The events and legislation surrounding COVID-19 and the trickle-down effects are occurring at a pace, unlike anything we have seen in modern times. Congress has been working at breakneck speed to draft legislation aimed at blunting the effects on employees and employers alike. On April 1, 2020, HR 6201, also known as the Families First Corona Virus Response Act (FFCRA) will take effect. Although this legislation contained multiple parts, the two provisions most pertinent to employers and employees are the Emergency Family and Medical Leave Expansion Act and the Emergency Paid Sick Leave Act. These two provisions generally apply to employers with fewer than 500 employees (including full and part-time employees on the employer’s payroll at the time an employee seeks to take leave).
The Emergency Paid Sick Leave Act will provide up to 80 hours of paid leave to an employee who cannot work or telework because:
Full-time employees (who work 40 hours or more per week) will be entitled to 80 hours of paid leave for the above reasons. Part-time employees will be entitled to the number of hours that the employee works, on average, over a two-week period of time. The new law also provides methods for calculating the number of hours an employee may receive who works a varying work week. Employees are entitled to this emergency paid leave for one of these reasons starting on their first day of employment. This leave does not displace or replace any other leave the employee might be entitled to under an employer policy or state or local law, and the employee has the option of using this leave benefit in any order with other leave that the employee may have. This emergency leave entitlement does not carry over from year to year, is not payable upon departure from employment and will sunset on December 31, 2020.
If the employee is unable to work or telework for reasons 1, 2, or 3, the employee will receive 100% of their regular rate of pay, capped at $511 per day ($5100 total). If the employee is unable to work or telework for reasons 4, 5, or 6, the employee will receive two-thirds of their regular rate of pay, up to $200 per day ($2000 total).
The other leave component provided under FFCRA is the Emergency Family and Medical Leave Expansion Act. This leave provides up to 12 weeks of leave (partially paid) and is only available to an employee who cannot work or telework because the employee’s child’s school or place of care is closed, or the regular care provider is unavailable, for COVID-19 related reasons.
To be eligible for this emergency FMLA leave, the employee must have been employed with the employer for 30 calendar days before the leave is to begin. The usual eligibility provisions that FMLA employers might be familiar with (1250 hours/12 months/working within 75 miles of another 50 employees) do not apply to this emergency FMLA leave. The usual FMLA rules and eligibility criteria do remain in effect for all other FMLA needs and usual qualifying reasons.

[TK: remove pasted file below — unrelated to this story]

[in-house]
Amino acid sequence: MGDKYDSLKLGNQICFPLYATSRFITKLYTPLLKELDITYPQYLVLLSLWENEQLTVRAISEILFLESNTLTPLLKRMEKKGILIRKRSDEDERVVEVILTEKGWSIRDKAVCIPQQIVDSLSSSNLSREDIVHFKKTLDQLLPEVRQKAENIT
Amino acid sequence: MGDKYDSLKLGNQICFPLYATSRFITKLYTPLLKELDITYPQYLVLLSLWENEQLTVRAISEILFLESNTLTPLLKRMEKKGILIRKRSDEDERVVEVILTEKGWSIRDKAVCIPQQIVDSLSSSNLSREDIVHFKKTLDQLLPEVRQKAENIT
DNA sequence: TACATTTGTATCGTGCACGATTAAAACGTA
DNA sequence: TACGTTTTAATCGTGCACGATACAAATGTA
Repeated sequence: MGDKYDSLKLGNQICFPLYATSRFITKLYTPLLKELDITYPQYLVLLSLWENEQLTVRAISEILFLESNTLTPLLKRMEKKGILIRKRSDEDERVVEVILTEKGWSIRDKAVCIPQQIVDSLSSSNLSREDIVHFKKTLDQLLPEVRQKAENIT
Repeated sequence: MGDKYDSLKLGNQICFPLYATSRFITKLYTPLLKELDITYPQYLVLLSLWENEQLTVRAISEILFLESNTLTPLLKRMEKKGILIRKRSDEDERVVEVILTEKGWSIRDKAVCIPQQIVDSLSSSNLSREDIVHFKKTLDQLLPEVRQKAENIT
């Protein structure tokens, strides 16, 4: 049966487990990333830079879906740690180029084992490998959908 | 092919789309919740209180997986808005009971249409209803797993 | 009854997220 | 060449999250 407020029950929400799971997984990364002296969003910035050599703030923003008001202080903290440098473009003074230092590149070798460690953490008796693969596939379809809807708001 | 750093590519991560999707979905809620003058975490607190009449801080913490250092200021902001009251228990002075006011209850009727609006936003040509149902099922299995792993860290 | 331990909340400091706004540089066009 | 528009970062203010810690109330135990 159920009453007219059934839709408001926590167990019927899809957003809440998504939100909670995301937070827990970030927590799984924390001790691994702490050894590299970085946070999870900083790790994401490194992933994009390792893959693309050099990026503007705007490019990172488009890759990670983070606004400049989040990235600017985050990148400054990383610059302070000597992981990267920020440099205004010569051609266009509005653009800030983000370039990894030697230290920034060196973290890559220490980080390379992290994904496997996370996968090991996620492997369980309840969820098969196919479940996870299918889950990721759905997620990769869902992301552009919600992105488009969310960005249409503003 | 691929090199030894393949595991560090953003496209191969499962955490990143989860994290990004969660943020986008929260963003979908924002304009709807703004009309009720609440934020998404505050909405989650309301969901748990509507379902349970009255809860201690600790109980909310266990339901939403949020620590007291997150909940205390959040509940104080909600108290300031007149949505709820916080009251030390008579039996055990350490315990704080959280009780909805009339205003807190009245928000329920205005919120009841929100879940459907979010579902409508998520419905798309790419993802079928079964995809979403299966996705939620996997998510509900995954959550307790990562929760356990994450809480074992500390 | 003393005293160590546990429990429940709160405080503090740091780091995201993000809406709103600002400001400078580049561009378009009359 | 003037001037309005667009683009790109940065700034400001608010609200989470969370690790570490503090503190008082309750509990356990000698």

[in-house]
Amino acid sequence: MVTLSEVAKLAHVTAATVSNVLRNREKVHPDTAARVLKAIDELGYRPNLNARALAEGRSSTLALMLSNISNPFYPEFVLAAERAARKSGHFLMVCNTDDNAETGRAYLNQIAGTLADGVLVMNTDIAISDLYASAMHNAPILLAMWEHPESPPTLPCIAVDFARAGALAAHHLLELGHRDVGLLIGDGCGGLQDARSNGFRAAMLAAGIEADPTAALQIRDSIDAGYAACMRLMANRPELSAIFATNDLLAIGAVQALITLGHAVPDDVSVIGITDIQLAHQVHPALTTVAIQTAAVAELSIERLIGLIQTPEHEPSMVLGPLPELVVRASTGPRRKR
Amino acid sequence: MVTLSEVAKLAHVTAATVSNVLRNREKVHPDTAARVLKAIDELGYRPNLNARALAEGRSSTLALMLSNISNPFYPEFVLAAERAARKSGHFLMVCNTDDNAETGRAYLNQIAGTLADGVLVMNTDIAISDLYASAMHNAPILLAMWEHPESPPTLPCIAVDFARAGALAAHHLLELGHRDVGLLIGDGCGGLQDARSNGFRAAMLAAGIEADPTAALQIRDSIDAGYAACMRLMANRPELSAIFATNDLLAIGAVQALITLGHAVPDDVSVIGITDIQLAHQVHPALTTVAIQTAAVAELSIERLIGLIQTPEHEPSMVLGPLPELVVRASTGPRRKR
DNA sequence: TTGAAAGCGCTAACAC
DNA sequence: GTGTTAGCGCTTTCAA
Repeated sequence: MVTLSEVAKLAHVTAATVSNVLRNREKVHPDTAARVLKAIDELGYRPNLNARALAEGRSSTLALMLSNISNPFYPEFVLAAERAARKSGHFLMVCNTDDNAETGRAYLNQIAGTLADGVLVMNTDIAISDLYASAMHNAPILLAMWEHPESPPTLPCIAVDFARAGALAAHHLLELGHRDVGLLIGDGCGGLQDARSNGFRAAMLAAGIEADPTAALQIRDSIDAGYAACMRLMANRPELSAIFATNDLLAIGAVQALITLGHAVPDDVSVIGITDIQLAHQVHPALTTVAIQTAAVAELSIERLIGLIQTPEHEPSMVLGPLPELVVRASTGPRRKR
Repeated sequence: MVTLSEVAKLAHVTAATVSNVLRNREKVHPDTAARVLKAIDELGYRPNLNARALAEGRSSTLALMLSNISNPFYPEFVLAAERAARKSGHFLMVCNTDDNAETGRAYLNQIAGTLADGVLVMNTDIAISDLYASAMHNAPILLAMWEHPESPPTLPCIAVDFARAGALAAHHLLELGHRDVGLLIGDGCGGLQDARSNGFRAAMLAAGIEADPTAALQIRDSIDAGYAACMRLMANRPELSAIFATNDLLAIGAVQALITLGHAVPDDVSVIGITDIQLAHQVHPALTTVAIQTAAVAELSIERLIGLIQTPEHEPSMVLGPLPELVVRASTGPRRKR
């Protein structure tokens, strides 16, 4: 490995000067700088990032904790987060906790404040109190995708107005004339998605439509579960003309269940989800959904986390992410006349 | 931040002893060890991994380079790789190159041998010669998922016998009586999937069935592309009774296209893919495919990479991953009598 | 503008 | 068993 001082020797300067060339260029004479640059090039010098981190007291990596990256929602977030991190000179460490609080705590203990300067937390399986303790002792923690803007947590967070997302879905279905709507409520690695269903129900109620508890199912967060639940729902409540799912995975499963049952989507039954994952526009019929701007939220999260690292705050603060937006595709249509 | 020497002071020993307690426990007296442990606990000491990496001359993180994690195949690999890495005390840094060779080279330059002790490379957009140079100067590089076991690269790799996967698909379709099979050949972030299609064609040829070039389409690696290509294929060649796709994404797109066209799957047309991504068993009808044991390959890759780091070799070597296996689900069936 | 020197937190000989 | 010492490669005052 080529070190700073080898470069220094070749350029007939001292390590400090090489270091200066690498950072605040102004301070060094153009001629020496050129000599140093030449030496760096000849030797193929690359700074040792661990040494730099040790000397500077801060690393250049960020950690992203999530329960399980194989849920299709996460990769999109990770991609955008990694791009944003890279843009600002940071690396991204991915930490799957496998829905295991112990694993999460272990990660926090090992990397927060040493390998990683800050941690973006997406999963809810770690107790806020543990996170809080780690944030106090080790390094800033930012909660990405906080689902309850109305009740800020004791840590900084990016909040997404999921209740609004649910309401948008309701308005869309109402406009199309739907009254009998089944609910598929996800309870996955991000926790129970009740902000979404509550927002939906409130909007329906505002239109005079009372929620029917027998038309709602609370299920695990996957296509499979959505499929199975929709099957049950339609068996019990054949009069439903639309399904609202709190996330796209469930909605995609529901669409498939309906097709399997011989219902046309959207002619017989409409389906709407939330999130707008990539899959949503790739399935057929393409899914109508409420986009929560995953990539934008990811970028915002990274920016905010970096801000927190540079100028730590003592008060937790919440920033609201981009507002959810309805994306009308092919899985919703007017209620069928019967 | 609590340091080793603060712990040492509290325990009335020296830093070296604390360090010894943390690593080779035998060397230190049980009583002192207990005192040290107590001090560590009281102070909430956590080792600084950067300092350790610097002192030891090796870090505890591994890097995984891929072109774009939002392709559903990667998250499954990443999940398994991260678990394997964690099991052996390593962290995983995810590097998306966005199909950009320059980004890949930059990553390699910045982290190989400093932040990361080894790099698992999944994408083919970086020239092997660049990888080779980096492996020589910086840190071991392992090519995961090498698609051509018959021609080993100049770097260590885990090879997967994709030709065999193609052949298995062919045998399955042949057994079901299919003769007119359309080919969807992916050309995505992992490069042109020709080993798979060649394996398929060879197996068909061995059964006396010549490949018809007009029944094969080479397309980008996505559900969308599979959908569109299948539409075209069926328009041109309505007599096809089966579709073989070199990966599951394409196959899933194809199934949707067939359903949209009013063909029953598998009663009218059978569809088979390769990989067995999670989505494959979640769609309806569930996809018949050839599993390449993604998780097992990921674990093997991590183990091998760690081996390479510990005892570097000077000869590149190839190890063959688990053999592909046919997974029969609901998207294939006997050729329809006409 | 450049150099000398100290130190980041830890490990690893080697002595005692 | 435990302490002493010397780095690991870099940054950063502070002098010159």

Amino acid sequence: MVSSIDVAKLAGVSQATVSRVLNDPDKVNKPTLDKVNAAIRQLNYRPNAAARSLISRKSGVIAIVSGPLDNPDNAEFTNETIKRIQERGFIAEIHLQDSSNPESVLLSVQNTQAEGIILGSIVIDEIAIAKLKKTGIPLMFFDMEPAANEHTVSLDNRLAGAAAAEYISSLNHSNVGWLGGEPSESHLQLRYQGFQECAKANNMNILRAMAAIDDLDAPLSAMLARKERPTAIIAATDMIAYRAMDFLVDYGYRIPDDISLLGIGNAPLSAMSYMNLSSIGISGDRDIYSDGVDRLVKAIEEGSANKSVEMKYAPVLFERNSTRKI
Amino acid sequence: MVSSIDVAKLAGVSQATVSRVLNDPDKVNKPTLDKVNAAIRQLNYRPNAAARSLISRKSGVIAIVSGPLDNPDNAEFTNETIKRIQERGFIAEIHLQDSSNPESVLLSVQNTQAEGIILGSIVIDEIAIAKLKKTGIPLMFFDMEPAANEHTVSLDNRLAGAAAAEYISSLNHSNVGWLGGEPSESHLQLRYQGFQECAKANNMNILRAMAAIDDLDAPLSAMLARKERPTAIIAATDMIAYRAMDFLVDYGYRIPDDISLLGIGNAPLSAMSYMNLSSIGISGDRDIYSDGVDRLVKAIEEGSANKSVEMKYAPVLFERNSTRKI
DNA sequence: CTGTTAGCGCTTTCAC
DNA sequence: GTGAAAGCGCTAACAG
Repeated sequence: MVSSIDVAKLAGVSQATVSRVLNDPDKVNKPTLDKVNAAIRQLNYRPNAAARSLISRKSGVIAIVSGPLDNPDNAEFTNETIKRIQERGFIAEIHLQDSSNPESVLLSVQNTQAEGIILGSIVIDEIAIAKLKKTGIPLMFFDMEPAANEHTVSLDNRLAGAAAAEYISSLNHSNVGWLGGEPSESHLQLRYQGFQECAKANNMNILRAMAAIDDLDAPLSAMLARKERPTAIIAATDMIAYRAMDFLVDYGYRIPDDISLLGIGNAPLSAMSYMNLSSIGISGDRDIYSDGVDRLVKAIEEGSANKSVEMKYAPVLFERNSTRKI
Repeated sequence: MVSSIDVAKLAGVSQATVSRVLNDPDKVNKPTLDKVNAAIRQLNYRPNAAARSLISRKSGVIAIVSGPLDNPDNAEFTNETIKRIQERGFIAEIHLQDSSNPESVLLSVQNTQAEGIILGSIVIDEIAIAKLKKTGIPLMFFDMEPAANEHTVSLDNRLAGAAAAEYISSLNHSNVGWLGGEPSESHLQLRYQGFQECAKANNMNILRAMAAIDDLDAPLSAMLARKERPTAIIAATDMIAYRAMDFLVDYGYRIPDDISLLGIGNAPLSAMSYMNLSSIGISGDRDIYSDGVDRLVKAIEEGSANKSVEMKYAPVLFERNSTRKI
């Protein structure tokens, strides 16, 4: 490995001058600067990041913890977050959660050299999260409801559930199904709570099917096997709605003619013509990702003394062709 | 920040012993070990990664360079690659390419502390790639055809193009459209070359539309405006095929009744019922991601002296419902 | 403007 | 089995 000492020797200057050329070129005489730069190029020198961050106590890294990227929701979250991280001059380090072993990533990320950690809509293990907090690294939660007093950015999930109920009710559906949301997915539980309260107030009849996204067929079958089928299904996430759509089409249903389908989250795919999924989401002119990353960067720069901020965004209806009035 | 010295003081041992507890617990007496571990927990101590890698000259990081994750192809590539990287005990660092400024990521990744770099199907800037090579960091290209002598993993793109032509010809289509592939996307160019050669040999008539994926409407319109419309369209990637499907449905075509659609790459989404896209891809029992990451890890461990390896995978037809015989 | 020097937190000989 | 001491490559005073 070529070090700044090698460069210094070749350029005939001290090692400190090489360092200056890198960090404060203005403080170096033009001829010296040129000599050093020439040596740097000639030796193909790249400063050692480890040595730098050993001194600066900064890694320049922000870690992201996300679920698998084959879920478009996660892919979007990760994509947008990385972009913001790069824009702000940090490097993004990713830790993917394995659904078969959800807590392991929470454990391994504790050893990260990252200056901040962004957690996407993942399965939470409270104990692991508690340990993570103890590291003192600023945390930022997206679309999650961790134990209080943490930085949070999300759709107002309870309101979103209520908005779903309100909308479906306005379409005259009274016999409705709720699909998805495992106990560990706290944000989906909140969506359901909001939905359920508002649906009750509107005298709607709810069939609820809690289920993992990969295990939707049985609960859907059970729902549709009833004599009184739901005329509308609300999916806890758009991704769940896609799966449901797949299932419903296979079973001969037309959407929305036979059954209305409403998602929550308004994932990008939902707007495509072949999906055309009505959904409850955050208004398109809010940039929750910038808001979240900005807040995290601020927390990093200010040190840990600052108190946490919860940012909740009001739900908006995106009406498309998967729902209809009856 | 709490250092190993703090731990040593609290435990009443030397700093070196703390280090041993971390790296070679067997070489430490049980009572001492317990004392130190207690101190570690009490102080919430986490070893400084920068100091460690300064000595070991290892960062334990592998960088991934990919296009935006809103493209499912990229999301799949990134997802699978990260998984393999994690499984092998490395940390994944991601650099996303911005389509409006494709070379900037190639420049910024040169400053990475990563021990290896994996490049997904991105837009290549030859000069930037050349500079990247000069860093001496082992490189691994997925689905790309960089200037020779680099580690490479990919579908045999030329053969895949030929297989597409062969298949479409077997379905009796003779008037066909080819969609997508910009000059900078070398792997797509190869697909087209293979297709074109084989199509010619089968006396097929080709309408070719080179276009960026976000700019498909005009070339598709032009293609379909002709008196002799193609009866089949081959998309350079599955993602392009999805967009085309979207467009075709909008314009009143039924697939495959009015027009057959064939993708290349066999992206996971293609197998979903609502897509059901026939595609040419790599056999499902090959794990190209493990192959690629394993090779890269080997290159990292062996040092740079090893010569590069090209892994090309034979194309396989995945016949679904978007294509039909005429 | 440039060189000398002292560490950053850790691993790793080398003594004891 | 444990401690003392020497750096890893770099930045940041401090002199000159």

This emergency FMLA does not provide any additional weeks of leave, but rather provides an expanded qualifying reason for FMLA leave. For example, if an employee had previously used two weeks of FMLA leave in their leave year to recover from surgery, the employee would only have 10 weeks for FMLA leave remaining, which could be used for this emergency leave purpose. If the employee had previously used all of their FMLA leave in their leave year, they would have no additional FMLA leave available for this emergency FMLA leave reason.
The first 10 days of emergency FMLA leave are unpaid. During this time, the employee may use other paid leave benefits such as PTO, vacation or sick leave to provide income. The employee could also use EPSL (Reason #5, discussed above) to provide income during this ten-day period. Whether to use any paid leave or which paid leave to use, during these first 10 days of emergency FMLA leave is entirely up to the employee. After the first ten days leave, the remaining emergency FMLA leave would be paid at two-thirds the employee’s regular rate of pay, for the number of hours the employee would otherwise be scheduled to work, up to a maximum of $200 per day ($10,000 total).
Employers will be able to claim a tax credit for amounts paid under these two new leave provisions on a dollar for dollar basis. The IRS press release explaining the reimbursement process can be found here.
According to the IRS, employers will be reimbursed 100% for paid leave pursuant to the FFCRA, including health insurance costs. Employers are encouraged to consult their tax professionals for more information on these reimbursements and documentation required.
Over the past week, the Department of Labor has issued several guidance documents to help employers navigate the implementation of these new temporary leave provisions. The Associated Industries Legal Department is offering a series of webinars to help employers keep abreast of these rapid developments and address the many questions that are raised by these provisions.